The use of inotropes or vasodilators to treat patients with aortic stenosis after aortic valve replacement is controversial because it may induce LV outflow obstruction.32 Maslow et al31 also evaluated the risk of LV outflow obstruction caused by epinephrine and milrinone stimulation and found no evidence of abnormal flow velocity profiles or LV outflow obstruction in any of the patients.31 Their findings were confirmed by data from the present study showing no signs of levosimendan-induced LV outflow obstruction.
In this Doppler echocardiographic and hemodynamic study of patients undergoing valve replacement for aortic stenosis, we have shown that levosimendan shortens LV IVRT and improves LV filling early after valve replacement. We conclude that levosimendan, in addition to its inotropic effects, exerts a direct positive lusitropic effect in patients with LV hypertrophy.
Sources of Funding
This study was supported by the Swedish Medical Research Council, No. 13156, and the Medical Faculty of Gothenburg (LUA).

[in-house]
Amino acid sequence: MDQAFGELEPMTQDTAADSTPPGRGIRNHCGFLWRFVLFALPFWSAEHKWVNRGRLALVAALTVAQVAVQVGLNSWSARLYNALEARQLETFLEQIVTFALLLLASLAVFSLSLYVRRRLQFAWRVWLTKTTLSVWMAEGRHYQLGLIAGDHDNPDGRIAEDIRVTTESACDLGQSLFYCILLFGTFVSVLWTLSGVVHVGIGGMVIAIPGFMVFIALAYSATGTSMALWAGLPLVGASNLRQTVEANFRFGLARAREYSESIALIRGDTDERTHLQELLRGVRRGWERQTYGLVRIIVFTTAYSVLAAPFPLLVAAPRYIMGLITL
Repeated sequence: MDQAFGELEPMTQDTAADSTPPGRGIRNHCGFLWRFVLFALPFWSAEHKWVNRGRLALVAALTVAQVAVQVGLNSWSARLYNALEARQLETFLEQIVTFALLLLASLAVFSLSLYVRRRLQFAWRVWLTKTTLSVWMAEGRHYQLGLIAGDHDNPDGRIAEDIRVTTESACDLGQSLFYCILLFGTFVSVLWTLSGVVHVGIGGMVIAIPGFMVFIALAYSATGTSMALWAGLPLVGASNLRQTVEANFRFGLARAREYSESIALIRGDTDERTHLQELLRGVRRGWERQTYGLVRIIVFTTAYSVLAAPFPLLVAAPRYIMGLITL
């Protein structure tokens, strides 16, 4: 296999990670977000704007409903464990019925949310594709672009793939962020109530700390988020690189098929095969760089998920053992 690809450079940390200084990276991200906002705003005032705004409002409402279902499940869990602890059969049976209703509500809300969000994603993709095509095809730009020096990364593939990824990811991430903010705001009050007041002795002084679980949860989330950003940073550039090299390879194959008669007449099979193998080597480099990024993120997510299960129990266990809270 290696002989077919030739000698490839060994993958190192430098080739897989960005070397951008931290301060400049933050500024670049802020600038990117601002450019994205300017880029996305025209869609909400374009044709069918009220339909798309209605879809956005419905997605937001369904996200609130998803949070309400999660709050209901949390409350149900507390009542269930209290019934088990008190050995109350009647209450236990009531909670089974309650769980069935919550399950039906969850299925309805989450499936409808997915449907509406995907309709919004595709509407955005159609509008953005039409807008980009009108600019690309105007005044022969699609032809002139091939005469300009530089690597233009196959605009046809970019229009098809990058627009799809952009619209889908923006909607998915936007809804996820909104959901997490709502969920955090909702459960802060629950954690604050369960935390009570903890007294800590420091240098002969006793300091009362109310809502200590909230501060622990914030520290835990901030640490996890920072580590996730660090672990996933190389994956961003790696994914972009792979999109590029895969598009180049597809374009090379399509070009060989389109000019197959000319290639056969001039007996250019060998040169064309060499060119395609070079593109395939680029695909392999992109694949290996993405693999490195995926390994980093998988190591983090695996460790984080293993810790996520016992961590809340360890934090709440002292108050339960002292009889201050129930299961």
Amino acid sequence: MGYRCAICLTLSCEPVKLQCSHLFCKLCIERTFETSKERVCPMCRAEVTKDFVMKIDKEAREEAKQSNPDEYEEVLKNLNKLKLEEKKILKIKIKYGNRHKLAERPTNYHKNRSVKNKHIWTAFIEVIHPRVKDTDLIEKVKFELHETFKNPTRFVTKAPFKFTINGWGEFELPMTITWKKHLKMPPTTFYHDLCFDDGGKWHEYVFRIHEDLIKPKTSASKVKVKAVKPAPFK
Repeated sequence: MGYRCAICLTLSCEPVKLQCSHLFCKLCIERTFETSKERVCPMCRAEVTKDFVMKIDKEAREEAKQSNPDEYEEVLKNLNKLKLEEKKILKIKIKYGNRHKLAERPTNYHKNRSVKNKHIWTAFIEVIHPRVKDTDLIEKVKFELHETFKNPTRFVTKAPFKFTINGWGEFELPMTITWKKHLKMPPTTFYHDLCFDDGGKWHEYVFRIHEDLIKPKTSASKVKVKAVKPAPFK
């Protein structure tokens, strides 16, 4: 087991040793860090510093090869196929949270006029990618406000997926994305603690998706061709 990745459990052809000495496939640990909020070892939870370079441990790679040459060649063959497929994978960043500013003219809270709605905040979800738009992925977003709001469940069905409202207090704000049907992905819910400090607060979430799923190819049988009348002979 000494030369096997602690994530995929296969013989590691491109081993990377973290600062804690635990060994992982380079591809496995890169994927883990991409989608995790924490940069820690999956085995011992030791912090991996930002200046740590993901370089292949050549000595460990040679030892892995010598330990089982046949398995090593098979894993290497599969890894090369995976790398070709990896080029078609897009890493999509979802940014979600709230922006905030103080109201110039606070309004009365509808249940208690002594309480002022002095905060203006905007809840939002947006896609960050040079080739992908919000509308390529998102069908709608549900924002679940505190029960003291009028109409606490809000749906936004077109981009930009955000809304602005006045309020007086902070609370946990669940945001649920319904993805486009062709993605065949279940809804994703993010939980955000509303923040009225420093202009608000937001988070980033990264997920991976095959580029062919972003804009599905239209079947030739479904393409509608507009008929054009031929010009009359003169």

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Left ventricular (LV) systolic dysfunction often is accompanied by impaired LV relaxation, ie, diastolic dysfunction. Levosimendan enhances myocardial contractility through myofilament calcium sensitization and offers new therapeutic possibilities in patients with severe heart failure because of its combined inotropic and vasodilatory effects. The effects of levosimendan on diastolic function in humans, however, are not well understood, and results from recent studies on the effects of levosimendan on diastolic function in patients with severe heart failure and acute myocardial infarction are not conclusive. In the present randomized, blinded, placebo-controlled study, we evaluated the effects of levosimendan versus placebo on LV early relaxation in patients with LV hypertrophy and maintained systolic function in patients undergoing aortic valve surgery for severe aortic stenosis. LV performance, dimensions, and filling pattern, as well as systemic hemodynamics, were assessed by transesophageal 2-dimensional Doppler echocardiography and pulmonary artery catheterization. To circumvent the confounding effects of the levosimendan-induced hemodynamic changes on Doppler echocardiographic indexes of LV early relaxation, heart rate, preload, and afterload were kept constant by atrial pacing, by blood volume expansion with colloids, and by phenylephrine-induced vasoconstriction, respectively. We could demonstrate that levosimendan shortens LV isovolumic relaxation time and improves LV filling early after valve replacement. We conclude that levosimendan, in addition to its inotropic effects, exerts a direct positive lusitropic effect in patients with LV hypertrophy and diastolic dysfunction.